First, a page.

DUSHANBE -- Tajik President Emomali Rahmon has signed a law that bans most children under the age of 18 from attending regular Friday Prayers in mosques, RFE/RL's Tajik Service reports.
The controversial law, which was proposed by Rahmon in December and adopted recently by parliament, holds the parents of underage children attending Friday Prayers legally responsible for allowing them to do so.
The law does allow children and teenagers who study at state-run religious schools to attend mosques and join religious associations. But other teenagers may pray at mosques only on religious festivals and at funerals.
Officials have said the law aims to prevent children from falling prey to Islamic radicalization.
The law was published in the country's state-run print media on August 2, which brings it into force.
One prominent critic of the law, religious leader and former Deputy Prime Minister Hoji Akbar Turajonzoda, told RFE/RL that teenagers need to attend prayers regularly from the age of 12-18 in order to learn how to live their lives.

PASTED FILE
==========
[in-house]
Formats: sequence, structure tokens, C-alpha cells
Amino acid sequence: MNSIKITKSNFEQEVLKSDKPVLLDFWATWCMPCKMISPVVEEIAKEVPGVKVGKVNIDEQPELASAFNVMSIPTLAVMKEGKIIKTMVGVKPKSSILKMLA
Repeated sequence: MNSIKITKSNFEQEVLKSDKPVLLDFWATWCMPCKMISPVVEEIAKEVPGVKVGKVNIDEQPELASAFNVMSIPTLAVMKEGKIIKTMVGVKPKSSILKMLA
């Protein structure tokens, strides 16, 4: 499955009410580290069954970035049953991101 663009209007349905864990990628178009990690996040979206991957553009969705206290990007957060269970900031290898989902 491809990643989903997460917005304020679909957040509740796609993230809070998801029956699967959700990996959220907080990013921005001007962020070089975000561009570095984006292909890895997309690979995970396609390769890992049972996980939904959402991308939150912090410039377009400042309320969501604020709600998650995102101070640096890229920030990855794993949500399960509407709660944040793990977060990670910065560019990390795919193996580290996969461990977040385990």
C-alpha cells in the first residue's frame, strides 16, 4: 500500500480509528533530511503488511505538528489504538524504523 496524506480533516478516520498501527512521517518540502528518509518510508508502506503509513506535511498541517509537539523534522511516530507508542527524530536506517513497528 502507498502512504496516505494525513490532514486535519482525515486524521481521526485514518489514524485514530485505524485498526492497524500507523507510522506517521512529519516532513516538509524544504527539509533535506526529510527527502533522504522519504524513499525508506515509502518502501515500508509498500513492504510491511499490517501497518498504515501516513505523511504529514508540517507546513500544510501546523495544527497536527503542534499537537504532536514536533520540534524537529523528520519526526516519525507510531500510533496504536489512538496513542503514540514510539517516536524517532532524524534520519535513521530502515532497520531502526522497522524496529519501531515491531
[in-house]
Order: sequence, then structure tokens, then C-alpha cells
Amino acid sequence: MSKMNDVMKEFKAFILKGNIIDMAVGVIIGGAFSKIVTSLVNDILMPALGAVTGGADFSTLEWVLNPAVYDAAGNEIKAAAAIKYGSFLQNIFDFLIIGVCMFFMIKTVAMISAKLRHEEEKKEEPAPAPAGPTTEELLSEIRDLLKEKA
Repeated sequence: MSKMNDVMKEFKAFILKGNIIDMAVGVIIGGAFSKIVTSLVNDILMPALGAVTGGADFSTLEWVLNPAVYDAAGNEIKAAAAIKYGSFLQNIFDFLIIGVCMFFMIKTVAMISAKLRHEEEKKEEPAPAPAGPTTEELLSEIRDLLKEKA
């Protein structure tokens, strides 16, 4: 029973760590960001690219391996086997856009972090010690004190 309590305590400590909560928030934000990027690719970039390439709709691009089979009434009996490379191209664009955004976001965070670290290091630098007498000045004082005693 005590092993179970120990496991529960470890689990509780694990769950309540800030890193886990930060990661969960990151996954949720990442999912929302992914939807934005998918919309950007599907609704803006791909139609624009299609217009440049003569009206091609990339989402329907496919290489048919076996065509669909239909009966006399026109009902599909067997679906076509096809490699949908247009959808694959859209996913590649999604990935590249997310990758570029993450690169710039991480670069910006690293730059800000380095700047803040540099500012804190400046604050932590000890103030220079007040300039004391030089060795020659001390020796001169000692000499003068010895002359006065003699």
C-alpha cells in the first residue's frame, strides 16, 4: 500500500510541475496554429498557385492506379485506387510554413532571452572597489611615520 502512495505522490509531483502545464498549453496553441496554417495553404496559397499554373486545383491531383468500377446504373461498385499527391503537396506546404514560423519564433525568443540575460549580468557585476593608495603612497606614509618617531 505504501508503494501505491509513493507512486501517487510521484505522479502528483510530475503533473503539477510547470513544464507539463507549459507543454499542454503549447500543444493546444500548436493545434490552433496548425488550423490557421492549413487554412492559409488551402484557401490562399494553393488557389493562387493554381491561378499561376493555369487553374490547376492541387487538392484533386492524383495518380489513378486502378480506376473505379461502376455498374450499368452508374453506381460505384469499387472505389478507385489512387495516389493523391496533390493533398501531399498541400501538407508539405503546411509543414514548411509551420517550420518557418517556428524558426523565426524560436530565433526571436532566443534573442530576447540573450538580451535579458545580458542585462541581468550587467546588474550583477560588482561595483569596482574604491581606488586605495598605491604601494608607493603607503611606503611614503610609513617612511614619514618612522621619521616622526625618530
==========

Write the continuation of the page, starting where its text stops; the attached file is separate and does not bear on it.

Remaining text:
Turajonzoda said the fact that Rahmon signed the law "on the second day of the holy month of Ramadan adds to the frustration and anger [felt] by Muslims in Tajikistan."
Parliament Deputy Muhiddin Qabirov, from the opposition Islamic Renaissance Party of Tajikistan said that even though the law is in force, ordinary people will most likely ignore it and continue to allow their children to pray in mosques, as Tajikistan is a predominantly Muslim country with a long Islamic history.
Qabirov said police will have to go to every mosque in order to look for illegal underage worshippers.
He added that instead of stepping up their efforts to protect the population, police will be "fighting with young children and their parents in mosques, which is ridiculous."
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